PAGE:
This review was commissioned by Lance Garrison over on my Ko-fi account.

In the shadows of London’s underbelly, Harry Fabian (Richard Widmark) scrapes for a life of ease and plenty. He’s a hustler, jumping from scheme to scheme to try to make his fortune, all the while running up a long list of debts to the people around him. Money slips through his fingers in his endless chase for more of it. In other words, he’s the consummate professional wrestling promoter.

The scummy pro wrestling promoter is an archetype with a lot of historical at basically every level of the industry. Richard Widmark’s Harry Fabian is a fascinating early codifier of that trope in the popular consciousness. Thirty years before the television boom for wrestling, Fabian gives us all the stereotypical qualities: scamming people for money, working the boys to get the matches he wants, and generally being an unpleasant dude. It’s a bit of a caricature even for the time, with the only real depth to the character being hinted at via a late film monologue about how he’s been chasing comfort and running from authorities his whole life. It’s a case of too little, too late, with the Fabian we’re spending the movie with mostly being a nasty scammer that reeks of sweaty desperation.

To that end though, Widmark puts in a great performance. He’s energetic, shifty, and prone to mood swings. It’s a charismatic turn even if the writing renders Fabian a little too one note for my taste. Widmark’s not the only one who suffers from this kind of flat characterization. The supporting cast around him doesn’t have much to chew on either, whether it be Gene Tierney playing long-suffering girlfriend Mary Bristol or Francis L. Sullivan as vindictive nightclub owner Francis L. Sullivan.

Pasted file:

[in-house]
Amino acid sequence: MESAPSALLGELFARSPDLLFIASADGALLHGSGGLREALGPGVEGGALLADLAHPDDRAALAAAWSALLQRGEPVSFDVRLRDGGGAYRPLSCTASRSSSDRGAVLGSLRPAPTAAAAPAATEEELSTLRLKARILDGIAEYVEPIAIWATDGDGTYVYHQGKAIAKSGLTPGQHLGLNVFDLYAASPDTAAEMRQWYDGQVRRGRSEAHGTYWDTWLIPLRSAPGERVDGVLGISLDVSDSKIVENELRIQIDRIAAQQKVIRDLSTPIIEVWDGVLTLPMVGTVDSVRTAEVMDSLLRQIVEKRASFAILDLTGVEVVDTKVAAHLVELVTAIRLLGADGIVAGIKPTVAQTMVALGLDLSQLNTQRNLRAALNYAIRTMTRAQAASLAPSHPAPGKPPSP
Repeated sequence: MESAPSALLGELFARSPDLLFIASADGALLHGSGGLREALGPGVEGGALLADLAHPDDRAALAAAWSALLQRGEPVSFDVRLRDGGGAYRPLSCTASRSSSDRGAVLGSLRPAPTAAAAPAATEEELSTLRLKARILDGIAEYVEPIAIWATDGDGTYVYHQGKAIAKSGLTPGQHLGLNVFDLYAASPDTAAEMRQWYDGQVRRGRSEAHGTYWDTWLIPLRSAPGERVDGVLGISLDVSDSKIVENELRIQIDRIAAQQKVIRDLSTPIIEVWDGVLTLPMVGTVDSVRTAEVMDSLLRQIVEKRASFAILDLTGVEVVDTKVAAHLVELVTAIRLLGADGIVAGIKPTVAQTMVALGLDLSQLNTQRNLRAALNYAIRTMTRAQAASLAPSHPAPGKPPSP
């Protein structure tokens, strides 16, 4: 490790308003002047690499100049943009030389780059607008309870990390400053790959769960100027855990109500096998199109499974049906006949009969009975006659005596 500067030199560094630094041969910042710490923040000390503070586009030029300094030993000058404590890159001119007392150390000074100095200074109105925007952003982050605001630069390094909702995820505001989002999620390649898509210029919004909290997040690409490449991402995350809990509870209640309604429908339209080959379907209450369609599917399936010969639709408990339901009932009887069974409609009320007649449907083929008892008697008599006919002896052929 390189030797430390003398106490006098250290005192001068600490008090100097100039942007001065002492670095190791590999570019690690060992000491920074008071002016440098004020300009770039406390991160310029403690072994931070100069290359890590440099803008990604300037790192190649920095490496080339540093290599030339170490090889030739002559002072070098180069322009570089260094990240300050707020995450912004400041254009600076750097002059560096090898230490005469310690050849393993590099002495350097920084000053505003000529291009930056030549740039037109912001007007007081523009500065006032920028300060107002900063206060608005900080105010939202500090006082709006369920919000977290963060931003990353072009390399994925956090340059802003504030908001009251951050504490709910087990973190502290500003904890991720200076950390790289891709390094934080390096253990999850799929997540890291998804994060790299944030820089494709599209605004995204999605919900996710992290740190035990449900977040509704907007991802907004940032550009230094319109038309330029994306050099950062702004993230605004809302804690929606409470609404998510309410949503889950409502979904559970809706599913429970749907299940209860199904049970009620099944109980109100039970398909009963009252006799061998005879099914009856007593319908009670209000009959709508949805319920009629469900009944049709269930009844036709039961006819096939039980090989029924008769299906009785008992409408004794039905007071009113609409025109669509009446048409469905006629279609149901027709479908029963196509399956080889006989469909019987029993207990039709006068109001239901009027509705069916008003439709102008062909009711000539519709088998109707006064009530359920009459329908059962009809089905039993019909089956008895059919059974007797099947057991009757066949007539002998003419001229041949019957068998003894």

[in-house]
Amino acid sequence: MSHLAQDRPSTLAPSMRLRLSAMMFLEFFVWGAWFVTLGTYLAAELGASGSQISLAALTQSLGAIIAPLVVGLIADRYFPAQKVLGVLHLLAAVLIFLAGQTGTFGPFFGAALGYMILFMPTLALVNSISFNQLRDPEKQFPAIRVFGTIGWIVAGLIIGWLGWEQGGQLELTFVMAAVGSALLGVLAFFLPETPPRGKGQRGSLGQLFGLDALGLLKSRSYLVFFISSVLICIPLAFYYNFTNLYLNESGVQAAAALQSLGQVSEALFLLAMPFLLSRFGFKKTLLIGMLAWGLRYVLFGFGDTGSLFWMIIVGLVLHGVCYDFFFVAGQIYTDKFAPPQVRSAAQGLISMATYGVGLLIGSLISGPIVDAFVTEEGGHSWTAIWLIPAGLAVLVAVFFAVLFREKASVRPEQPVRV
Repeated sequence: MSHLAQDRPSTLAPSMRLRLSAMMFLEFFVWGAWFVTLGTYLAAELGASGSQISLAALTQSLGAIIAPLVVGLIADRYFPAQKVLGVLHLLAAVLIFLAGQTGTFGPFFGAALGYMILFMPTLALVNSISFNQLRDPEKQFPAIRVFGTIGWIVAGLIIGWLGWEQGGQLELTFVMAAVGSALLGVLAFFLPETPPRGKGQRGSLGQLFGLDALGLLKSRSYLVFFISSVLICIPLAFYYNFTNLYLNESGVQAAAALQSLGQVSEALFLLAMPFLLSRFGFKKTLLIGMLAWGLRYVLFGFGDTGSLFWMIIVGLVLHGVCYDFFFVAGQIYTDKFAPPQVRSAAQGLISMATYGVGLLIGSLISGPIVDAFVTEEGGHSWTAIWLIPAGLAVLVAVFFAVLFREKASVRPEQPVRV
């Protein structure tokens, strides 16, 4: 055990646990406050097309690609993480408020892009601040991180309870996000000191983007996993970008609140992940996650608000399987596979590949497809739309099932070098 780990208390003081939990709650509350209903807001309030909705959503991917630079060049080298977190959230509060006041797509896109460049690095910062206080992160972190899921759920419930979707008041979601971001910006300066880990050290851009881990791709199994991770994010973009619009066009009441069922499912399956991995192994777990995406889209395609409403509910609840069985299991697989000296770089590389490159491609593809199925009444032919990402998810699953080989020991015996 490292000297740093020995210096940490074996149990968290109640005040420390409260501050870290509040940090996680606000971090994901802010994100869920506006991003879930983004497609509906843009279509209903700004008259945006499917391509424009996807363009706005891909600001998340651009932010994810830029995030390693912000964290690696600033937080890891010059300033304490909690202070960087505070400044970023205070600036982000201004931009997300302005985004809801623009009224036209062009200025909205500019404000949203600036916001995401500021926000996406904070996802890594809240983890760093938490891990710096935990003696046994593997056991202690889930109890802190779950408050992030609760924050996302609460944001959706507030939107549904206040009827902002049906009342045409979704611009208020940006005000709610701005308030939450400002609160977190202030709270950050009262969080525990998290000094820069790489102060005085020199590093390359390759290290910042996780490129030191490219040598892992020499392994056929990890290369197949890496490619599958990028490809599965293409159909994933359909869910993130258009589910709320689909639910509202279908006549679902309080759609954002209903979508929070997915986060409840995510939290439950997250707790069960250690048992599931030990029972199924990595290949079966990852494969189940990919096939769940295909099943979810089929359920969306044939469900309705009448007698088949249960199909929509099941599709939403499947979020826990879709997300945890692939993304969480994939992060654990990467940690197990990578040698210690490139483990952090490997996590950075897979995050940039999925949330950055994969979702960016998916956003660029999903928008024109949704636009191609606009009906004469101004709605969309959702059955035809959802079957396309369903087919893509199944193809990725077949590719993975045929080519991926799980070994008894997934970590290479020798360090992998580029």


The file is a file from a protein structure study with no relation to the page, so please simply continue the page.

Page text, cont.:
Funnily enough, the most interesting performance outside of Widmark’s might just be Stanislaus Zbyszko. Zbyszko works here as the aging stalwart Gregorius watching an industry passing him by and wanting to leave his own personal stamp of what true and good wrestling should be. It’s probably worth noting here that this movie plays a little fast and loose with the kayfabe of it all. For most of it, the wrestling’s presented as a legitimate sport, with fighters actually scrapping it out to have a clear winner. But Gregorius’ insistence upon the purity of Greco-Roman wrestling as opposed to the more shticky pro wrestling growing in London at the time does hint at a divide between shooters and workers. A lot of that’s projection from a longtime fan like myself, of course, but it’s hard to read it any other way when The Strangler is working comedy ref spots in his match and Gregorius is out here drilling his trainees in the finer points of it all.

Zbyszko’s performance is occasionally stilted and stiff, but somehow all the more moving for it. He’s a proud man with the weight of a life’s work on his shoulders, and that final scene of him passing away after a climactic fight with The Strangler (Mike Mazurki) carries some genuine weight to it. It’s the most moving moment of a film that’s more concerned with its plotty scheming than anything else.

Of interest too, of course, is that this may be some of the only surviving footage we have of Stanislaus Zbyszko as a pro wrestler. The fight between him and The Strangler is presented as a shoot, but it’s pro wrestling plain and simple. There’s some meaty clubbing blows (which for all we know might be Foleyed), tight lock ups, and that big bear hug that finally takes the wind out of The Strangler. It’s not much, but it’s fun in this setting, and it’s helped a lot by that dramatic black and white lighting.

As a whole though, it’s a decent romp more than anything. Never transcendent in craft or especially clever in its writing, it does at least give us a very neat little morality tale about a very sad man getting what he deserves in the end. A rare sight in pro wrestling, so I’ll take it in film.

Rating (Letterboxed scale): ***

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